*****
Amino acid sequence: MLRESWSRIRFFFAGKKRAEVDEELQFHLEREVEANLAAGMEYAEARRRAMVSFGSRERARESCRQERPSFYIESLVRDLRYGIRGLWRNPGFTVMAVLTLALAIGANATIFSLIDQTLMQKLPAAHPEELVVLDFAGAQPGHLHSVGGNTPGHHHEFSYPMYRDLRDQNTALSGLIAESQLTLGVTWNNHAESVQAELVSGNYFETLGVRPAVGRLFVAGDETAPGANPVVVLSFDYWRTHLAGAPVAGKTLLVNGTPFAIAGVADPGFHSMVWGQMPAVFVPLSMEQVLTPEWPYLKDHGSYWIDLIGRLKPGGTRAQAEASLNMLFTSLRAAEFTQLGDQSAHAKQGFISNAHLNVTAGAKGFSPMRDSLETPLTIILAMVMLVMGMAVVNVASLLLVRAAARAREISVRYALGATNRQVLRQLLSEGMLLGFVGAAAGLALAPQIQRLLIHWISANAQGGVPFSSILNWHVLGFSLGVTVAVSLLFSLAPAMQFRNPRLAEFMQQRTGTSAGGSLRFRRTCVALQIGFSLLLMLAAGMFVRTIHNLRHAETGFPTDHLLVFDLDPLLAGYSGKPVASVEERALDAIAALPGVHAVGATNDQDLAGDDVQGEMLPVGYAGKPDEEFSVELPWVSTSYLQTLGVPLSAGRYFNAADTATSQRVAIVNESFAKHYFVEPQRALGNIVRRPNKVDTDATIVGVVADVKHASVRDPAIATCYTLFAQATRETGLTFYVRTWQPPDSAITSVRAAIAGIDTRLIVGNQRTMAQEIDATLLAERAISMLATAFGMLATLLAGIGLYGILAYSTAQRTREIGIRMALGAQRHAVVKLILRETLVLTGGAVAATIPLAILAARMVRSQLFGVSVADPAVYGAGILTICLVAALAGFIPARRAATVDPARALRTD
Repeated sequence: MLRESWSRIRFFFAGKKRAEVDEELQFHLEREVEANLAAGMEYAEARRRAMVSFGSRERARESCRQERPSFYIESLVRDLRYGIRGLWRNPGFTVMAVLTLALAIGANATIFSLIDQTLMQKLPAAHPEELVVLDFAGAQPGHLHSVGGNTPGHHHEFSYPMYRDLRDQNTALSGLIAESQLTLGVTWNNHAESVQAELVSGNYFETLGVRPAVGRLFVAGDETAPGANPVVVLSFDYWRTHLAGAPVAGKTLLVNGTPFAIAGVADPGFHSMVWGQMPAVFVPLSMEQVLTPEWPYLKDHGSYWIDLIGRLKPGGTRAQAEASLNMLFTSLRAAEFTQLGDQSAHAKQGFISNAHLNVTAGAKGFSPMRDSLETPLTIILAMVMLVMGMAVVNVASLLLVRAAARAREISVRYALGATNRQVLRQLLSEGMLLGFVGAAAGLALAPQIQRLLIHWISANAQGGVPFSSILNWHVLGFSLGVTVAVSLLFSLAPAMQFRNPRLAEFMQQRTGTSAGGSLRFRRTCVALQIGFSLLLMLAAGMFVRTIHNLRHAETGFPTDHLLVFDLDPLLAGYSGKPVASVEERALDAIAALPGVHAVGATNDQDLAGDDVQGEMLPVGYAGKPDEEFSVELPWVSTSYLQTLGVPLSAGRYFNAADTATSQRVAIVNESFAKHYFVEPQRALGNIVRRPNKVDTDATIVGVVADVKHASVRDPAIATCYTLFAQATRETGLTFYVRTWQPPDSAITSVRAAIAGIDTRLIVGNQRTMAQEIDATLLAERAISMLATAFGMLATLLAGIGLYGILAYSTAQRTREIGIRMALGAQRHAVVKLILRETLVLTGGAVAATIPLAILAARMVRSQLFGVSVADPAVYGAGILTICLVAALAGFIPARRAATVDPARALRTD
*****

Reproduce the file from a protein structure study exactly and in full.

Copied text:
Amino acid sequence: MLRESWSRIRFFFAGKKRAEVDEELQFHLEREVEANLAAGMEYAEARRRAMVSFGSRERARESCRQERPSFYIESLVRDLRYGIRGLWRNPGFTVMAVLTLALAIGANATIFSLIDQTLMQKLPAAHPEELVVLDFAGAQPGHLHSVGGNTPGHHHEFSYPMYRDLRDQNTALSGLIAESQLTLGVTWNNHAESVQAELVSGNYFETLGVRPAVGRLFVAGDETAPGANPVVVLSFDYWRTHLAGAPVAGKTLLVNGTPFAIAGVADPGFHSMVWGQMPAVFVPLSMEQVLTPEWPYLKDHGSYWIDLIGRLKPGGTRAQAEASLNMLFTSLRAAEFTQLGDQSAHAKQGFISNAHLNVTAGAKGFSPMRDSLETPLTIILAMVMLVMGMAVVNVASLLLVRAAARAREISVRYALGATNRQVLRQLLSEGMLLGFVGAAAGLALAPQIQRLLIHWISANAQGGVPFSSILNWHVLGFSLGVTVAVSLLFSLAPAMQFRNPRLAEFMQQRTGTSAGGSLRFRRTCVALQIGFSLLLMLAAGMFVRTIHNLRHAETGFPTDHLLVFDLDPLLAGYSGKPVASVEERALDAIAALPGVHAVGATNDQDLAGDDVQGEMLPVGYAGKPDEEFSVELPWVSTSYLQTLGVPLSAGRYFNAADTATSQRVAIVNESFAKHYFVEPQRALGNIVRRPNKVDTDATIVGVVADVKHASVRDPAIATCYTLFAQATRETGLTFYVRTWQPPDSAITSVRAAIAGIDTRLIVGNQRTMAQEIDATLLAERAISMLATAFGMLATLLAGIGLYGILAYSTAQRTREIGIRMALGAQRHAVVKLILRETLVLTGGAVAATIPLAILAARMVRSQLFGVSVADPAVYGAGILTICLVAALAGFIPARRAATVDPARALRTD
Repeated sequence: MLRESWSRIRFFFAGKKRAEVDEELQFHLEREVEANLAAGMEYAEARRRAMVSFGSRERARESCRQERPSFYIESLVRDLRYGIRGLWRNPGFTVMAVLTLALAIGANATIFSLIDQTLMQKLPAAHPEELVVLDFAGAQPGHLHSVGGNTPGHHHEFSYPMYRDLRDQNTALSGLIAESQLTLGVTWNNHAESVQAELVSGNYFETLGVRPAVGRLFVAGDETAPGANPVVVLSFDYWRTHLAGAPVAGKTLLVNGTPFAIAGVADPGFHSMVWGQMPAVFVPLSMEQVLTPEWPYLKDHGSYWIDLIGRLKPGGTRAQAEASLNMLFTSLRAAEFTQLGDQSAHAKQGFISNAHLNVTAGAKGFSPMRDSLETPLTIILAMVMLVMGMAVVNVASLLLVRAAARAREISVRYALGATNRQVLRQLLSEGMLLGFVGAAAGLALAPQIQRLLIHWISANAQGGVPFSSILNWHVLGFSLGVTVAVSLLFSLAPAMQFRNPRLAEFMQQRTGTSAGGSLRFRRTCVALQIGFSLLLMLAAGMFVRTIHNLRHAETGFPTDHLLVFDLDPLLAGYSGKPVASVEERALDAIAALPGVHAVGATNDQDLAGDDVQGEMLPVGYAGKPDEEFSVELPWVSTSYLQTLGVPLSAGRYFNAADTATSQRVAIVNESFAKHYFVEPQRALGNIVRRPNKVDTDATIVGVVADVKHASVRDPAIATCYTLFAQATRETGLTFYVRTWQPPDSAITSVRAAIAGIDTRLIVGNQRTMAQEIDATLLAERAISMLATAFGMLATLLAGIGLYGILAYSTAQRTREIGIRMALGAQRHAVVKLILRETLVLTGGAVAATIPLAILAARMVRSQLFGVSVADPAVYGAGILTICLVAALAGFIPARRAATVDPARALRTD